Bayview Domestic Violence High Risk Pilot Program
What: In 2017, the City and County of San Francisco launched a pilot program to better identify domestic violence victims at high risk of death or serious injury, connect them to services, and follow up with the most at-risk cases. This project experienced initial success in enabling San Francisco to better identify and serve victims who are at high risk of lethality in domestic violence relationships. In the fall of 2018, the project was renewed through a 3-year $750,000 grant from the U.S. Department of Justice Office of Violence against Women.
How: Using a screening tool developed by researchers who have identified high risk factors in domestic violence cases,1 police officers responding to a domestic violence incident ask victims a series of 11 questions. Victims who answer a certain number of questions positively are immediately connected by phone with a domestic violence advocate from La Casa de las Madres. The use of a similar protocol in other parts of the country has resulted in increased numbers of domestic violence victims connecting to services, and decreased numbers of domestic violence homicides. During the first 12 months of the San Francisco pilot in the Bayview District, 55% of victims screened in as high risk. Eighty-four percent of victims who spoke to a domestic violence advocate from the scene accessed further services from La Casa de las Madres, including counseling, advocacy, legal assistance, and shelter. To address areas of needed systems-level change, and track outcomes, the pilot convenes monthly meetings of an interagency team to review the cases identified as most at-risk. The new funding will allow San Francisco to establish a Domestic Violence Death Review Team – from 2014 - 2017 there have been 11 domestic violence homicides in San Francisco. A Domestic Violence Death Review Team will help identify gaps, trends, and areas for intervention.
Where: The Bayview District was chosen for this pilot project because it generates some of the highest rates of domestic violence calls to the police. The first year of the pilot revealed far fewer Asian Pacific Islander families are calling the police in domestic violence cases, even though these families access domestic violence services in the community. APA Family Support Services will implement bilingual bicultural outreach through their Home Visitation Program to ensure that families and young mothers have access to health resources, parenting education, child development information, and information about domestic violence and associated risk factors.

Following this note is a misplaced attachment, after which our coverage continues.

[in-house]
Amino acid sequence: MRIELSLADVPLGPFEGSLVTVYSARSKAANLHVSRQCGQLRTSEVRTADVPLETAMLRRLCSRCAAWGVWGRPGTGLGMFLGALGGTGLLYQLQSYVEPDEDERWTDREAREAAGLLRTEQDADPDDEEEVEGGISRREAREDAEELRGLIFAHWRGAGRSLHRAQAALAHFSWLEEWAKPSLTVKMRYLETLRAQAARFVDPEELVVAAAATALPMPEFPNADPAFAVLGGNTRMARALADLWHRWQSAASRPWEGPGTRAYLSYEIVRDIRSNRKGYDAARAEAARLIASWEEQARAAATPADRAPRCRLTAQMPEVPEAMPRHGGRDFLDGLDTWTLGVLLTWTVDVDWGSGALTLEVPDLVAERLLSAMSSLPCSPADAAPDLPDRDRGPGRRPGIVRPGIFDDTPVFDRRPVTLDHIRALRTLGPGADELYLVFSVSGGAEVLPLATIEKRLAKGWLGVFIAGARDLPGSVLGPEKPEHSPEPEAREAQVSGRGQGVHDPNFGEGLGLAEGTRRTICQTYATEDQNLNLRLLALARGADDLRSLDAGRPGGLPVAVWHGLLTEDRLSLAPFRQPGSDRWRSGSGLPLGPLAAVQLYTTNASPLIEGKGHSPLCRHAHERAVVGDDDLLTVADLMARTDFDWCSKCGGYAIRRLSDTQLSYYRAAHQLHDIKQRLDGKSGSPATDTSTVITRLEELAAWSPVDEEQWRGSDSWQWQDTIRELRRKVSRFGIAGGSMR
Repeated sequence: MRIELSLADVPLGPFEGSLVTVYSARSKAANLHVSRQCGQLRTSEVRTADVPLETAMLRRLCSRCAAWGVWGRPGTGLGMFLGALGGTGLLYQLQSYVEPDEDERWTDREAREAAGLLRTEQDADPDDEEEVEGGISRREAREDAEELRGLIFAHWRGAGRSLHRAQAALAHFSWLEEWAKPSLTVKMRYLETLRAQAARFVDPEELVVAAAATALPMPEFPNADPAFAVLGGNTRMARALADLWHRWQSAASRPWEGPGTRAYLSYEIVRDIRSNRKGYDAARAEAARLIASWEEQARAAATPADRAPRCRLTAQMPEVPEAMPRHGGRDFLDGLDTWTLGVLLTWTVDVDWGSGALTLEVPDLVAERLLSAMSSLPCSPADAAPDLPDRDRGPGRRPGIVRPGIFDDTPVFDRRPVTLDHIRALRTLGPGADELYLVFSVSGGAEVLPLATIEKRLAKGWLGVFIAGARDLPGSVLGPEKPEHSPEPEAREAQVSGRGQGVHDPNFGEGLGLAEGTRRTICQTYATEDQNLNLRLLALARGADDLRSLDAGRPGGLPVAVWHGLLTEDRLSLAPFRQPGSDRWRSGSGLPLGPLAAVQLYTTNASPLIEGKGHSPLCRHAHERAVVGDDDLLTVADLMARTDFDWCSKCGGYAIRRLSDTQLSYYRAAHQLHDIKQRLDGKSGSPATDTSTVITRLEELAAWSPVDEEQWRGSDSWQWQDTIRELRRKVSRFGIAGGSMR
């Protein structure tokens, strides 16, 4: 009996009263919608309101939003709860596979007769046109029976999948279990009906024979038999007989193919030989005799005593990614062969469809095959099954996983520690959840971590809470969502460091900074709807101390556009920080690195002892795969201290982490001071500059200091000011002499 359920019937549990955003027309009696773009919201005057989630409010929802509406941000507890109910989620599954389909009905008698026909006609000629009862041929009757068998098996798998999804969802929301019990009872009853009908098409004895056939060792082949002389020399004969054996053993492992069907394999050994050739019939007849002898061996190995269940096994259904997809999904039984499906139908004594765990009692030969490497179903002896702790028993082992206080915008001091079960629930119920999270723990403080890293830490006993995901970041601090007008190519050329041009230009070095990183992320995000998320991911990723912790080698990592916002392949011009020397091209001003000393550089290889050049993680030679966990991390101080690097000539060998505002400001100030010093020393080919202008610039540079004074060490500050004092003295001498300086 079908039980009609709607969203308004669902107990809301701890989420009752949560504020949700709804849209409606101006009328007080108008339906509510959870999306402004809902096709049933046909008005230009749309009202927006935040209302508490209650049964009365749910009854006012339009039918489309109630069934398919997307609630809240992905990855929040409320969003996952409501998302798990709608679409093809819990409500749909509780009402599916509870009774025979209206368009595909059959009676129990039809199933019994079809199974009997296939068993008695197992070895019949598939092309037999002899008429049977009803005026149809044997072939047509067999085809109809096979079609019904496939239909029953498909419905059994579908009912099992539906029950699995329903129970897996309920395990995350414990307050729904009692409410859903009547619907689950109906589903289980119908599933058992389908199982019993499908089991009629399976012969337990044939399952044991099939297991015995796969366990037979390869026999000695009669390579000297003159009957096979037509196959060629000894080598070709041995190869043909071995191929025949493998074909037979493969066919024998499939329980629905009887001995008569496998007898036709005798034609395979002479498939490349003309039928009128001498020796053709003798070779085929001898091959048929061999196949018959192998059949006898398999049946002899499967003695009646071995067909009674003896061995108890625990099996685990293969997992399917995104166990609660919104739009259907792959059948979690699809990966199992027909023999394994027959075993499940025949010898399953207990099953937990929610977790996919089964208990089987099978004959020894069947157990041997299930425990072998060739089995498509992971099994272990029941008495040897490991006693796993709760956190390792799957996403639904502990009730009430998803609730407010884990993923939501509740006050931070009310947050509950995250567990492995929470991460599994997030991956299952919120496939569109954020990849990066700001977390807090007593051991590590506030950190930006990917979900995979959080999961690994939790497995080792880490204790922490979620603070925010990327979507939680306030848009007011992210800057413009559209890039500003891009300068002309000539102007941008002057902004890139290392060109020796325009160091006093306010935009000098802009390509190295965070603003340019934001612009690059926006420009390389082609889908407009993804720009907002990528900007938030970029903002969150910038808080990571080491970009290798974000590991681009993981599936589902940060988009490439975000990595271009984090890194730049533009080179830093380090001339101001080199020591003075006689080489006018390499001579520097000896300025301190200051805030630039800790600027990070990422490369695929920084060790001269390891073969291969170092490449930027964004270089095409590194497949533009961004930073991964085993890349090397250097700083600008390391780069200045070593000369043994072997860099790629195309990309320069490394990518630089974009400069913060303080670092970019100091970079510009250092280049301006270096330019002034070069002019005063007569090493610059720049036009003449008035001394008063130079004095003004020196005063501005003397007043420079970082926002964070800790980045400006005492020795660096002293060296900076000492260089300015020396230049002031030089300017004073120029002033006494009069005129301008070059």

Why: Based on three bodies of significant research by Dr. Jacquelyn Campbell, of the Johns Hopkins University School of Nursing, spanning 25 years:
- Only 4 % of domestic violence victims had ever availed themselves of domestic violence hotline or shelter in the year prior to being killed by an intimate partner;2
- In the year prior to the homicide, more than 44% of abusers were arrested, and almost one-third of victims contacted the police;3
- The re-assault of domestic violence victims in high danger reduces when they access domestic violence services.4 The goal of the project is to prevent domestic violence homicides, serious injury, and re-assault by examining the systems that respond to domestic violence incidents and encouraging more victims to utilize the support and shelter services of domestic violence programs.
Partners: Department on the Status of Women, San Francisco Police Department, District Attorney’s Office, La Casa de las Madres, and APA Family Support Services.
1 Campbell, J.C., et al. (2003). Risk factors for femicide in abusive relationships: Results from a multi-site case study. American Journal of Public Health, 93(7), 1089-1097.
2 Sharps, P. W., et al. (2001). Health care providers’ missed opportunities for preventing femicide. Preventive
Medicine 33, 373-80.
3 Sharps, P. W., et al. (2001). Health care providers’ missed opportunities for preventing femicide. Preventive
Medicine 33, 373-80.
4 Maryland Network Against Domestic Violence, Lethality Assessment Program, https://lethalityassessmentprogram.org/about-lap/talking-points/.
This project was supported by Grant No. 2015-WE-AX-0002 awarded by the Office of Violence Against Women, U.S. Department of Justice. The opinions, findings, conclusions, and recommendations expressed in this publication/program/exhibition are those of the author(s) and do not necessarily reflect the views of the Department of Justice, Office of Violence Against Women.